Benchmark Clinches $33M, Launches Autopilot for Satellites

Image: Benchmark

Benchmark Space Systems, the Burlington, VT-based propulsion systems provider, is keeping busy. This week, the company announced a $33M Series B funding round, unveiled new digs, and debuted a brand-new satellite autopilot product called SmartAIM.

Benchmark’s Series B

Benchmark announced this morning that it’s closed a $33M Series B to speed up the process of transitioning its primary focus from R&D to production to meet customer demand and fulfill the 250+ backlogged orders for its nontoxic thruster systems for satellites across the size spectrum.

SP Catamount led the round, which also included participation from JH Capital, The Fund at Hula, FreshTracks Capital, and several past investors.

The new HQ: A “significant part” of the Series B round went toward a new facility for propulsion systems manufacturing and testing, CEO Ryan McDevitt told Payload. The new facility is 40,000 square feet—about four times the size of the previous building—and will allow the company to pick up its production rate.

Benchmark has already started the move into the new facility and will be ramping up production over the coming months. To date, Benchmark has delivered seven propulsion systems and is planning to deliver another dozen units this year. Eventually, the new facility will be able to produce “hundreds of systems a year,” COO Wesley Grove told Payload.

Hands-off collision avoidance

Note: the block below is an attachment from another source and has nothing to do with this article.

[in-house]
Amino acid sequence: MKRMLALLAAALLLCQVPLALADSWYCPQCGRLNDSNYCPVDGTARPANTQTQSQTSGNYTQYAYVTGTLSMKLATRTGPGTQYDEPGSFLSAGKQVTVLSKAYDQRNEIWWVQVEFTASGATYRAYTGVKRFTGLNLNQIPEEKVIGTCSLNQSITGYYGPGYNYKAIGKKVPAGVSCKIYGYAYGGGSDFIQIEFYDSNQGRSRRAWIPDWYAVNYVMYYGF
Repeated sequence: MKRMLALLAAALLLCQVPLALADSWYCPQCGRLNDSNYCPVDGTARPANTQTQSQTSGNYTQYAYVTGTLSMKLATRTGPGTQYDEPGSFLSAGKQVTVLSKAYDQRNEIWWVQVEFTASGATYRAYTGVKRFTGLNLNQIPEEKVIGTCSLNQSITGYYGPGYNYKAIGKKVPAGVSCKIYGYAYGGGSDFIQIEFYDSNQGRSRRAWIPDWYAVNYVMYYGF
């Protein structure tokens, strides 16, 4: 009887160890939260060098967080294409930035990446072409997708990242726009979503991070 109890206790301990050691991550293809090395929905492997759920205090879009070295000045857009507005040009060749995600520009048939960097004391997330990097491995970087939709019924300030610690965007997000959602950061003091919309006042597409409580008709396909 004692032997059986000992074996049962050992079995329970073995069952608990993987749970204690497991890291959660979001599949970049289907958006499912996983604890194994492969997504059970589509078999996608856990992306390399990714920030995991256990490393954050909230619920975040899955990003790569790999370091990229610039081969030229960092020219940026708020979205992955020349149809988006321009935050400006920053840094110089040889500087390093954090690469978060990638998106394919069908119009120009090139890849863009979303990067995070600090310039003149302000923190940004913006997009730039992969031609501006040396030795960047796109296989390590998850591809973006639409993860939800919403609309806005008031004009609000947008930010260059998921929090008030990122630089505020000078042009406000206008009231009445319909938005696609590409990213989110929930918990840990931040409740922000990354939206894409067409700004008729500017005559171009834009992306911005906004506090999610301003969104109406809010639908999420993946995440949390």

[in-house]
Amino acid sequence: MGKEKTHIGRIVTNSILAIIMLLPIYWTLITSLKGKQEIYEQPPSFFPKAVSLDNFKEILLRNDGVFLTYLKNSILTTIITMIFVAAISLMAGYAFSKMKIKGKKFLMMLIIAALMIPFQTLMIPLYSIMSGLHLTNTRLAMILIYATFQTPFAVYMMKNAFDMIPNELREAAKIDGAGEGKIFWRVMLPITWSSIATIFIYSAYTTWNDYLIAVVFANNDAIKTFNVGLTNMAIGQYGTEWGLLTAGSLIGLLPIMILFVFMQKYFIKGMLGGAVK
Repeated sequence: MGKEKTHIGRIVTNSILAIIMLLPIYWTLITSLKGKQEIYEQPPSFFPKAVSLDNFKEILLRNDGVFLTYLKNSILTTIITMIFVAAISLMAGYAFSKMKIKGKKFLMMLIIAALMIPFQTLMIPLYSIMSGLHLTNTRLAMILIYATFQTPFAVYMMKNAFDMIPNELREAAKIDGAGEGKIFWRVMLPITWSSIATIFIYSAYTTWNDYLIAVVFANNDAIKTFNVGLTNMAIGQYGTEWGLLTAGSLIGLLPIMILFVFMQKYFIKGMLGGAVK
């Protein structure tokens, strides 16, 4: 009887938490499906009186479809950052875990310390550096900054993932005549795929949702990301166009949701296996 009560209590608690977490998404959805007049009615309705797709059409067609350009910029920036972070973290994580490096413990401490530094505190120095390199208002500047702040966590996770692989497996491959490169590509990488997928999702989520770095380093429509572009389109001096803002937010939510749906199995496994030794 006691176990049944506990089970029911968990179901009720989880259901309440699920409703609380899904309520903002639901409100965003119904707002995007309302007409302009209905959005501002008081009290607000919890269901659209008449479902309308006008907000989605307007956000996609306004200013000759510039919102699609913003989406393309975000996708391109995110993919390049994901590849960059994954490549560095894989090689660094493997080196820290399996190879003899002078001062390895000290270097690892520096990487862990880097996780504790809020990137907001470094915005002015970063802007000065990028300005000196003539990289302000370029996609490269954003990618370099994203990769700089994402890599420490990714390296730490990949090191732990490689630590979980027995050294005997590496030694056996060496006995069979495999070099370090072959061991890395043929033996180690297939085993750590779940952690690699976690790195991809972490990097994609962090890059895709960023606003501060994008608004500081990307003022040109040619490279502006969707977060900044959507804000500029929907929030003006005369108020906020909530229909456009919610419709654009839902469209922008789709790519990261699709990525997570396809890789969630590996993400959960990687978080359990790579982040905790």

Benchmark also announced yesterday that it’s launching SmartAIM, a software layer to act as a driver assist for satellites, taking the complexity out of conducting maneuvers.

SmartAIM started as a project with AFRL, and grew into a commercial offering to support a safe orbital environment. “They wanted a layer between the bus stack in the satellite’s GNC system and the propulsion that could translate abstract maneuver mobility commands and the propulsion controller would handle the rest,” Benchmark EVP Chris Carella told Payload.

The result: A software product that, at its base level, allows operators to send simpler commands to its satellites that the system will then interpret. As it gets more sophisticated, the software can allow complete autonomy when the system determines a maneuver is necessary. Benchmark has partnered with Kayhan Space to enable automatic collision avoidance maneuvers, making the operation of fleets of satellites safer and more manageable.

“We have customers that went from a couple of demonstrators to batches of eight to 16 satellites,” Carella said. “And they’re saying, ‘Oh, boy, we can never sleep. It’s like a newborn at night. There’s always one that needs attention.’ And then you have folks saying, ‘We’re gonna go fly 100 or 300 satellites’—what army is going to drive the decisions across 300 satellites?”

SmartAIM will be available to customers on a subscription basis as a software layer, compatible with all of Benchmark’s propulsion systems.

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